For who maketh - This verse contains a reason for what Paul had just said; and the reason is, that all that any of them possessed had been derived from God, and no endowments whatever, which they had, could be laid as the foundation for self-congratulation and boasting. The apostle here doubtless has in his eye the teachers in the church of Corinth, and intends to show them that there was no occasion of pride or to assume pre-eminence. As all that they possessed had been given of God, it could not be the occasion of boasting or self-confidence.
To differ from another - Who has separateD you from another; or who has made you superior to others. This may refer to everything in which one was superior to others, or distinguished from them. The apostle doubtless has reference to those attainments in piety, talents, or knowledge by which one teacher was more eminent than others. But the same question may be applied to native endowments of mind; to opportunities of education; to the arrangements by which one rises in the world; to health; to property; to piety; to eminence and usefulness in the church. It is God who makes one, in any of these respects, to differ from others; and it is especially true in regard to personal piety. Had not God interfered and made a difference, all would have remained alike under sin. The race would have together rejected his mercy; and it is only by his distinguishing love that any are brought to believe and be saved.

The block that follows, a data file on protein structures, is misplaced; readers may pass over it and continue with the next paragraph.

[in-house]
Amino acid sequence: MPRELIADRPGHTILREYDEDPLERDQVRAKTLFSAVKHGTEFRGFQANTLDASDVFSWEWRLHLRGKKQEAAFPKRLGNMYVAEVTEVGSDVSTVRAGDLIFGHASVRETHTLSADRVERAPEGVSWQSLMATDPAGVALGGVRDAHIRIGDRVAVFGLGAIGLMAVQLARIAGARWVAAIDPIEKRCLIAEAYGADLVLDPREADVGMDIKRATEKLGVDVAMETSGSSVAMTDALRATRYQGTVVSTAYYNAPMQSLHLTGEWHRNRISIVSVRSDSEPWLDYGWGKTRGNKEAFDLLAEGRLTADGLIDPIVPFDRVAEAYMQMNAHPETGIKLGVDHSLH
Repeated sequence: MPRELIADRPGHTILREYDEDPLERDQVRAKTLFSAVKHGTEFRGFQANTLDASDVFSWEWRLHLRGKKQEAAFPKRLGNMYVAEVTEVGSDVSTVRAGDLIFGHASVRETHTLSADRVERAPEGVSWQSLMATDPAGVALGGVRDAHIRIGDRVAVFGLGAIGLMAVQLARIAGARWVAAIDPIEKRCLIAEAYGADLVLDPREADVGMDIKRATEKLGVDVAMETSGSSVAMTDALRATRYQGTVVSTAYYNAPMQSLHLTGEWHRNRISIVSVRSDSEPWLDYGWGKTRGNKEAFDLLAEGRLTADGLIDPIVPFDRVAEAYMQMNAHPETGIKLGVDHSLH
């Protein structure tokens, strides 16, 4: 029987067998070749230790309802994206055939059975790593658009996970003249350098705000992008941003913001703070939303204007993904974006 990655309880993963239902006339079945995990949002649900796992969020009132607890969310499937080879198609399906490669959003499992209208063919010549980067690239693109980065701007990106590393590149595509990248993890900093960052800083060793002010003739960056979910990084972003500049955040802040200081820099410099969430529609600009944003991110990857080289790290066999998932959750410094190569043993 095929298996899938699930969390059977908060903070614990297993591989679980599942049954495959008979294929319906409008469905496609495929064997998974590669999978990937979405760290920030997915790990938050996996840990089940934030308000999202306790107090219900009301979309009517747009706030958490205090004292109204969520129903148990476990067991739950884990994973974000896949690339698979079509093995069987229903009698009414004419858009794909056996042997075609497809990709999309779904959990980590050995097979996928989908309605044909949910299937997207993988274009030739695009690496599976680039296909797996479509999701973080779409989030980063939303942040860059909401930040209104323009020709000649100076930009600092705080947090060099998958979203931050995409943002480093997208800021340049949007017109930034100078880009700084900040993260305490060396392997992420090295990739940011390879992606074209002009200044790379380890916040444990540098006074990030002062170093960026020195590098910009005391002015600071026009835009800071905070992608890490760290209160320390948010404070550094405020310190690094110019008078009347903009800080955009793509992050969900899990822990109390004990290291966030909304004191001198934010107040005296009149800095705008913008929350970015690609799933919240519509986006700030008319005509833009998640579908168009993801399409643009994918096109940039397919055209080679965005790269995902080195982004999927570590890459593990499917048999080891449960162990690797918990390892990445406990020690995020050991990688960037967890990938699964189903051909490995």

And what hast thou - Either talent, piety, of learning.
That thou didst not receive - From God. By whatever means you have obtained it, it has been the gift of God.